Bonds are not rallying with positive inflation news
Poor technicals are driving market moves
Dysfunction in Washington remains a wild card
Swing and a miss! This week marks the start of post-season baseball—America’s favourite pastime. Over the next four weeks, twelve of the best teams (although four have already been eliminated) across the league compete to win this year’s championship. With the playoffs underway, baseball fans across the nation will be rooting for their favorite team to advance. And all eyes will be watching whether the reigning Houston champs prevail or will an underdog team (let’s go Baltimore!) pull off an improbable win? And speaking of a swing and a miss, forecasting the peak in the 10-year Treasury yield during this economic cycle has been a humbling experience, at best, these days. But after the brutal sell-off in Treasury yields over the last few months, the key question is how much higher can yields go from here? Calling the precise level where yields will peak in a momentum driven market is challenging, but there are some key factors that should provide guidance on where interest rates go from here.
Bond Market Not Rallying On Fundamental Drivers | The recent repricing in longer-maturity yields has pushed the 10-year Treasury yield to levels not seen in 16 years. And while the speed of the moves is unnerving, the upward march in yields appears to be disconnected with fundamentals. Yes, the U.S. economy has been stronger than expected. But the robust economic activity we saw over the summer is fading quickly as consumer headwinds mount. In addition, the sharp acceleration in yields over the last month or so has occurred at a time when there has been better than expected news on the inflation front (falling core PCE), no sign of a rebound in copper prices (a key barometer of global economic health) and a sharp decline in the prices paid sub-component of the ISM Manufacturing Index. From our vantage point, these data prints do not convincingly align with the ‘higher for longer’ messaging from the Fed. The problem: the market appears to be convinced that the Fed’s higher for longer messaging means that interest rates are going to remain higher forever! While we agree that a move back down to pre-pandemic lows of 0.5% on the 10-year Treasury yield is unlikely in the upcoming cycle (or else we would have much bigger problems to worry about!), we believe the market is overestimating the strength of the economy and ignoring the continued progress being made on the inflation front.
Poor Technicals And Indiscriminate Selling Exacerbate Market Moves | The move in bond yields has been swift. However, momentum and technical factors suggest that the recent price action may have gone too far for three key reasons. First, 10-year Treasury yields have increased ~130 bps over the last five months. Historically, when the 10-year Treasury yield rises over 1% in such a short period, that tends to signal a turning point or a peak in yields. Second, from a technical perspective, climbing yields have pushed the 10-year Treasury bond into oversold territory (i.e., RSI<30). And when this has occurred in the past, the 10-year Treasury yield has stabilised and moved lower over the next 3, 6 and 12 months. Lastly, there does seem to be indiscriminate selling across equity sectors that are tied to the bond market. When breaking down the performance of S&P 500 constituents, the top 20% of S&P 500 companies with the highest dividends have underperformed the S&P 500 by ~20% year-to-date. And the bond proxies, utility and real estate stocks, have been among the worst performers YTD. Typically, when you see this type of indiscriminate selling, it generally suggests the market is nearing an inflection point.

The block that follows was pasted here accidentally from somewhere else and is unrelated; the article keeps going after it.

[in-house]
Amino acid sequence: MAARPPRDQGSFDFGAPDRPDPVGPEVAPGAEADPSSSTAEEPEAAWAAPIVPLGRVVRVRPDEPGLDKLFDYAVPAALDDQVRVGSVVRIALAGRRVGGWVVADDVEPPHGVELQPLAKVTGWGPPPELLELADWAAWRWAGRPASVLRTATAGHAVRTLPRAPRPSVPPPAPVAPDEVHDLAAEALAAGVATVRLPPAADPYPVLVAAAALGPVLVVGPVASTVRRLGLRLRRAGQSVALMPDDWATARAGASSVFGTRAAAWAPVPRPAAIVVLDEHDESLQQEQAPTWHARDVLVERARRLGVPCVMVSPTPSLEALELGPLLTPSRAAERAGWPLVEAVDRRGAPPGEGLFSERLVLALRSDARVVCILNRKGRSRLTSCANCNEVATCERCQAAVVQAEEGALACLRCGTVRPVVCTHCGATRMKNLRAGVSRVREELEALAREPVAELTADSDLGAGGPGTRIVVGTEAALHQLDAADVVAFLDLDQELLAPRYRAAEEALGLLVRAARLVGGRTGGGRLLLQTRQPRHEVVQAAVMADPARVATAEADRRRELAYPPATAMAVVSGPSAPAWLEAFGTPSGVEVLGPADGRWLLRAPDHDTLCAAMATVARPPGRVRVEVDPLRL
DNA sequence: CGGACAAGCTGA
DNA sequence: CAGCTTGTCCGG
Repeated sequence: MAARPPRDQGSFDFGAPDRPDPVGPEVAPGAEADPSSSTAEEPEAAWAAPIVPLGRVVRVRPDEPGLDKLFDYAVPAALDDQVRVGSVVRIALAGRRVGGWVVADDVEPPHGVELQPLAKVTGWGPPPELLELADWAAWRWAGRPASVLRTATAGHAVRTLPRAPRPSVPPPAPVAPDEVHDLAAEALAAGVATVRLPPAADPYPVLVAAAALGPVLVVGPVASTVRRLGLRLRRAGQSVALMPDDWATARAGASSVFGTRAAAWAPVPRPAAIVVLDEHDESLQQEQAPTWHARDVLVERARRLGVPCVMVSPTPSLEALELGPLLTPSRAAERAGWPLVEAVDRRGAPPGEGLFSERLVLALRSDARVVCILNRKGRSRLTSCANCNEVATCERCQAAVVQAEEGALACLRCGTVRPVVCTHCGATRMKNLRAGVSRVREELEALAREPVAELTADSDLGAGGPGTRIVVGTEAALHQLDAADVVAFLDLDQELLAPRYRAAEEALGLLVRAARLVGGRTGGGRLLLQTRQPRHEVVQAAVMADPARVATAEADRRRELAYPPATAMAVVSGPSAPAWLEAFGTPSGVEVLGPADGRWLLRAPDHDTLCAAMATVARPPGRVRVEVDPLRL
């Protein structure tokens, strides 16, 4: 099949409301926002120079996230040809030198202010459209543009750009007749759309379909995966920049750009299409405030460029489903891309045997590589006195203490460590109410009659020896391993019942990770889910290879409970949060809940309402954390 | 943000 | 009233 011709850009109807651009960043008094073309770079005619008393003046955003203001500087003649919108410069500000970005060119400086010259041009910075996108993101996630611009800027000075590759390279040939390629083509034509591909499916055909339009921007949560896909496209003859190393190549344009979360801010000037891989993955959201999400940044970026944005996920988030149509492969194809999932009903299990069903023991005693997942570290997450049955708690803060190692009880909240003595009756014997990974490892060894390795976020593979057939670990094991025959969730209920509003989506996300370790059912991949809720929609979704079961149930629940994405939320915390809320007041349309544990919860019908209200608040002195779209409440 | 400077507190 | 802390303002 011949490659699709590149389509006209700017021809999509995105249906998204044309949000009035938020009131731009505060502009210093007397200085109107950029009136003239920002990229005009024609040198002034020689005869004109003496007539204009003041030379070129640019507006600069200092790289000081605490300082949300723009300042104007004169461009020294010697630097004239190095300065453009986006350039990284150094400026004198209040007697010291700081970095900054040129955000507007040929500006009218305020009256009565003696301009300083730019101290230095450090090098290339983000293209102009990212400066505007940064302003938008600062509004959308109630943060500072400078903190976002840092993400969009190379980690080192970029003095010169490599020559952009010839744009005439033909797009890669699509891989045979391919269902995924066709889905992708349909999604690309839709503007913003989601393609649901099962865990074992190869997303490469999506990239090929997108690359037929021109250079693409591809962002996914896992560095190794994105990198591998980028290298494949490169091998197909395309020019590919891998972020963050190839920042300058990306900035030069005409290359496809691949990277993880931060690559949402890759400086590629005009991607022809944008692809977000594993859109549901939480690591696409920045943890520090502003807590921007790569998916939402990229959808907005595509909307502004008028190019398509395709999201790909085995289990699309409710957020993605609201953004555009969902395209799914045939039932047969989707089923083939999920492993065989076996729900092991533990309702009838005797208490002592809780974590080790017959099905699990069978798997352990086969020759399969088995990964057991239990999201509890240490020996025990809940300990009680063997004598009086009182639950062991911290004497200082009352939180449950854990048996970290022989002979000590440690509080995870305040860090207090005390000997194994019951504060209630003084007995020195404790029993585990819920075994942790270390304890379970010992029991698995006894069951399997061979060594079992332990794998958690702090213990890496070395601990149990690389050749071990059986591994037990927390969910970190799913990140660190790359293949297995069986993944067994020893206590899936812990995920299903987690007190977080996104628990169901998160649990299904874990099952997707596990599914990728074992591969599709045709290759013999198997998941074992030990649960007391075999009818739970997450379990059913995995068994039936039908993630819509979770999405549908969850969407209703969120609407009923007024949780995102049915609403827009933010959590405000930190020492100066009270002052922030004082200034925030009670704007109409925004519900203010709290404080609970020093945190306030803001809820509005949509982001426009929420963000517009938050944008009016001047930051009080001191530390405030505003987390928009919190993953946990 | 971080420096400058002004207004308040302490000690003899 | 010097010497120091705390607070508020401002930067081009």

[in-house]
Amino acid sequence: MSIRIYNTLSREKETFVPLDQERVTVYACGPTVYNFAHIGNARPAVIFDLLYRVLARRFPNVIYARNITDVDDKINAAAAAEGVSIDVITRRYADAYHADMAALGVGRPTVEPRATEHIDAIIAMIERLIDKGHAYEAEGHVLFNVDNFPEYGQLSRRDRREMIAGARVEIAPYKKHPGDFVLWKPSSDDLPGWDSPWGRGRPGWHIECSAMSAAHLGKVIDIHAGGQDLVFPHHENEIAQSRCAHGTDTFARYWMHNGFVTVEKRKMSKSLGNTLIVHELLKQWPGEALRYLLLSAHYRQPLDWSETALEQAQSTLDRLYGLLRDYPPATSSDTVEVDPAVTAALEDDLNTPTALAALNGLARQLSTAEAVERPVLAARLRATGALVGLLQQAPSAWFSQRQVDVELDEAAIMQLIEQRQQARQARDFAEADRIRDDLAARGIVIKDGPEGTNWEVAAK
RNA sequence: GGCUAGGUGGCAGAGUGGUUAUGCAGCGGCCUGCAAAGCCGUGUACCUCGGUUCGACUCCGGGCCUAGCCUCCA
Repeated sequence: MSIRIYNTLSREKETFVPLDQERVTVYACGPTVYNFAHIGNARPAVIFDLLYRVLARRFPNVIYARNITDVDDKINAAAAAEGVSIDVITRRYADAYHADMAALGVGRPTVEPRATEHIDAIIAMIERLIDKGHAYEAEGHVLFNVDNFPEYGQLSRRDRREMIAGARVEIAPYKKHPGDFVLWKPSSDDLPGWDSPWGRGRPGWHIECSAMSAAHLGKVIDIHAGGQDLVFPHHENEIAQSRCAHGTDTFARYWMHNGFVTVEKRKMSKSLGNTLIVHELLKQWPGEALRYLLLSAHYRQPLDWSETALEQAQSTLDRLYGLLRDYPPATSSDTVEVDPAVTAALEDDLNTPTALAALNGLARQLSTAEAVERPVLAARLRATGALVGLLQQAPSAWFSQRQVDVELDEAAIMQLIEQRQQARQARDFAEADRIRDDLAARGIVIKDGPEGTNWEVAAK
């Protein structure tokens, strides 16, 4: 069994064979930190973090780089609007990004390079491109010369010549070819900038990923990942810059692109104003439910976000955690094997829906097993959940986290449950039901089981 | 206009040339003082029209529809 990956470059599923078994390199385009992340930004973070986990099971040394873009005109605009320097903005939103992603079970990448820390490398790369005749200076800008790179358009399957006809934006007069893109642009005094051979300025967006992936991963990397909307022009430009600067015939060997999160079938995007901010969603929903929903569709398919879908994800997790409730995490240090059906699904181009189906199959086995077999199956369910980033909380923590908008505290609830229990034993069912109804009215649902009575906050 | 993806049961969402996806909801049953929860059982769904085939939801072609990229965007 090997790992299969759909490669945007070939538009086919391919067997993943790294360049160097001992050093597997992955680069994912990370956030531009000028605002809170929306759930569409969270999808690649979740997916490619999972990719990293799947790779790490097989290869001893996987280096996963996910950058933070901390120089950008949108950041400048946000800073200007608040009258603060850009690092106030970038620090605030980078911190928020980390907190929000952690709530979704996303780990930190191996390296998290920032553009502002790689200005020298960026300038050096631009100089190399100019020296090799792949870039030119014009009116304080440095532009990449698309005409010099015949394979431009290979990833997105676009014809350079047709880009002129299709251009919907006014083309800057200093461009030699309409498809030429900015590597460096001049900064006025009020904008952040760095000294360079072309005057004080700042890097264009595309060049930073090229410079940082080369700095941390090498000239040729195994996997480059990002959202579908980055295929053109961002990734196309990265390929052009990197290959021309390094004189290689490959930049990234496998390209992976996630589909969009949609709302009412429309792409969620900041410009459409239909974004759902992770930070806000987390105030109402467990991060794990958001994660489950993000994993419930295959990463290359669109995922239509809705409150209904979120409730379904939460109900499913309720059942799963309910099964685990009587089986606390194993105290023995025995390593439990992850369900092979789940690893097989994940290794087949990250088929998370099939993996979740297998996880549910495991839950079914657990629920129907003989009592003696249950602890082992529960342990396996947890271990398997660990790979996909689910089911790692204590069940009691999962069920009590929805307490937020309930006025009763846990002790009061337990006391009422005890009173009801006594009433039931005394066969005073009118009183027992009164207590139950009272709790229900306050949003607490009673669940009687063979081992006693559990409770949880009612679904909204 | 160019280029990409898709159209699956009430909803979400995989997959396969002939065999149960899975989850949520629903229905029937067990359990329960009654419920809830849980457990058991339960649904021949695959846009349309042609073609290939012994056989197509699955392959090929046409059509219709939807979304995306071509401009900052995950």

Dysfunction In Washington Remains A Wild Card | While a last-minute deal helped the U.S. government avert a shutdown, the bad news is the threat of another shutdown has not fully receded. The first ever removal of the Speaker of the House this week has thrown more uncertainty into the mix—raising the odds of a government shutdown in mid-November. The political dysfunction is coming at a time when debt dynamics, fiscal spending and an overwhelming amount of Treasury supply are creating worries for investors, rating agencies and voters. Now to be fair, the government’s deteriorating fiscal outlook should place some upward pressure on bond yields—the market’s way of sending a message to Washington that they need to get their house in order. And, the longer the Fed keeps rates elevated to offset the government’s profligate fiscal spending, the worse the fiscal dynamics will get. But, while policymakers were able to spend freely with limited consequences in an era of low inflation and low interest rates, the same can’t be said about today. With the 10-year Treasury yield now hovering near 4.8% (~75 bps higher in the last five weeks) and debt servicing costs rising at a rapid clip, Congress may soon need to make some hard decisions. This means that like it or not, a new era of fiscal responsibility may need to be ushered in. And if this happens, fiscal austerity would be a near-term headwind for growth which could ultimately place some downward pressure on interest rates.
Bottom Line | The abrupt sell off in bond yields does not align with our outlook for a mild (not severe) recession and deceleration in inflation. While rates have likely overshot fundamentals, higher yields and tightening financial conditions will slow the economy and drive yields lower—not back to the COVID level lows, but significantly lower (12-month target: 3.50%) than where yields are today
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